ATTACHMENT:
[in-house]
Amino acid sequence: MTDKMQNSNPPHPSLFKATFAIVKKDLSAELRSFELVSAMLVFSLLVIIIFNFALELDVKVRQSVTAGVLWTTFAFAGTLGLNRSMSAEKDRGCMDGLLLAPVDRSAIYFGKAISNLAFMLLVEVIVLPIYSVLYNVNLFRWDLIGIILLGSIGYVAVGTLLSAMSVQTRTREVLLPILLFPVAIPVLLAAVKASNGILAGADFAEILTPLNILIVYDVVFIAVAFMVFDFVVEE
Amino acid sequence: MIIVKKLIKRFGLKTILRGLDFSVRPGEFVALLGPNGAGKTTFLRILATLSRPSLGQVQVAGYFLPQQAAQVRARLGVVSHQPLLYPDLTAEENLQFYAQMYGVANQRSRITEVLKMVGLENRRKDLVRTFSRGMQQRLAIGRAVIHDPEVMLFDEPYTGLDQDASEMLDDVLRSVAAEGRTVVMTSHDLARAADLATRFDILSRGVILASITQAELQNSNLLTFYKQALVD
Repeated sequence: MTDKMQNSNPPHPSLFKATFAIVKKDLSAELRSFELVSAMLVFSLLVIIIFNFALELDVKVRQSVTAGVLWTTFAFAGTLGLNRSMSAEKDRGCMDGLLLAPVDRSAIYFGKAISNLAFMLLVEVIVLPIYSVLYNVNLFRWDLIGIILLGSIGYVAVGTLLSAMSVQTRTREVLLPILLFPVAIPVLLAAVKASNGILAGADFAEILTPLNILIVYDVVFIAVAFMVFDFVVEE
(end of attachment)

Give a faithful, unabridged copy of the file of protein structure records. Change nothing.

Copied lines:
[in-house]
Amino acid sequence: MTDKMQNSNPPHPSLFKATFAIVKKDLSAELRSFELVSAMLVFSLLVIIIFNFALELDVKVRQSVTAGVLWTTFAFAGTLGLNRSMSAEKDRGCMDGLLLAPVDRSAIYFGKAISNLAFMLLVEVIVLPIYSVLYNVNLFRWDLIGIILLGSIGYVAVGTLLSAMSVQTRTREVLLPILLFPVAIPVLLAAVKASNGILAGADFAEILTPLNILIVYDVVFIAVAFMVFDFVVEE
Amino acid sequence: MIIVKKLIKRFGLKTILRGLDFSVRPGEFVALLGPNGAGKTTFLRILATLSRPSLGQVQVAGYFLPQQAAQVRARLGVVSHQPLLYPDLTAEENLQFYAQMYGVANQRSRITEVLKMVGLENRRKDLVRTFSRGMQQRLAIGRAVIHDPEVMLFDEPYTGLDQDASEMLDDVLRSVAAEGRTVVMTSHDLARAADLATRFDILSRGVILASITQAELQNSNLLTFYKQALVD
Repeated sequence: MTDKMQNSNPPHPSLFKATFAIVKKDLSAELRSFELVSAMLVFSLLVIIIFNFALELDVKVRQSVTAGVLWTTFAFAGTLGLNRSMSAEKDRGCMDGLLLAPVDRSAIYFGKAISNLAFMLLVEVIVLPIYSVLYNVNLFRWDLIGIILLGSIGYVAVGTLLSAMSVQTRTREVLLPILLFPVAIPVLLAAVKASNGILAGADFAEILTPLNILIVYDVVFIAVAFMVFDFVVEE